Our experience with an au pair

One of the challenging things about becoming an expat is how often I have to eat my words, “I would never…”  When you’re  thrown into a situation you really never expected, no amount of planning can account for all differences in culture and environment.  Some examples in my life include:

I would never have a baby in another country.

I would never fly with an infant younger than a month.  What sort of parent does that?

I would never be the stay-at-home parent.  I have two masters degrees. NO thank you!

And the latest one to bite the dust:

I would never have an au pair live with us.  That’s just too awkward.

A few weeks ago, we had a chance to host a temporary au pair in our home for 12 days.  A friend of mine was looking for someone to take the au pair she had originally contracted with.  Her family was going out of town, and she didn’t need the au pair as expected.  We decided this was a great time to try out an au pair and see how it might work for our family.  Au Pairs aren’t really common in the US, but they are very common in Ireland. There are all sorts of au-pair arrangements: live-in, live-out, temporary, full-time…  One program for temporary au pairs is called Workaway, also known as a “Cultural Exchange Volunteer”.  In this arrangement, in exchange for room and board, you can contract with an individual to work in your home for 4-5 hours per day.  They could do housecleaning, cooking, child minding, or other forms of light manual labor.

I was really nervous about the whole idea, even though I am the one who volunteered to host her!  We spoke with her several times and exchanged numerous emails.  I know that constantly watching 3 young kids can be mentally and physically exhausting.  What if she didn’t like kids?  What if it was too stressful for her, or we didn’t have good communication? What if all she wanted was a free place to sleep while she did some sightseeing?  What if she stayed out late partying every night?  What if I met her and decided I didn’t trust her?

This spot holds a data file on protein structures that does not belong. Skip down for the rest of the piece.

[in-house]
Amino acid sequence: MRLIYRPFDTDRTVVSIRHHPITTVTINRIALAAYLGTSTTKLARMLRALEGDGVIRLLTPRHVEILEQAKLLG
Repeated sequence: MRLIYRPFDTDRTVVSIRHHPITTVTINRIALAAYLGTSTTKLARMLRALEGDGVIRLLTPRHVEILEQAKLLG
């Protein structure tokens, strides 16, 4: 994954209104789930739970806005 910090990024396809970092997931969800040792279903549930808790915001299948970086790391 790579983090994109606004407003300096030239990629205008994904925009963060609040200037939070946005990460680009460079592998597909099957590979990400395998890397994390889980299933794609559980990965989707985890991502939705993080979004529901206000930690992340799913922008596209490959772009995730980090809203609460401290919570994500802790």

In reality, all my fears were overblown.  Jenny stayed with us for 12 days, and it was AMAZING.  We picked up Jenny from the train station, and from the start, she was outgoing, kind, fun, and responsible.  She had just turned 25, graduated from university, and completed an internship.  She decided to do a Workaway trip to practice her English, and see Ireland, before starting her full-time job back in Germany.  She played with the kids, helped out around the house, and was genuinely interested in how we came to living in Ireland.  She watched the kids for 4 hours a day, while I worked.  One day, she took the kids to a museum in town.  She even watched the kids on Saturday night so Brad and I could sneak away for a date, and then came to church with us the next morning.  The rest of the time, she did sightseeing in and around Dublin.  We gave her a train/bus card (Leap card), so she could get around on public transit.

I was nervous that it might be awkward having someone else living with us, but we have a spare bedroom, and it really worked out well.  Her English was great, and more importantly, she jumped right in to our family.  It was wonderful to have someone dependable at home.  One of my friends described having an au pair was like having a wife, in that there was always someone at home to watch the kids, move laundry, load the dishwasher, and all the other little things that can fall by the wayside, especially when life gets busy. We will definitely consider an au pair as a viable option for childcare in the future.   Do you think you would consider an au pair, if you had the opportunity?

 

Oh, the picture above was taken at one of our favourite coffee shops in Dublin, and Liesl is at that stage where she gives a fake grin in every picture…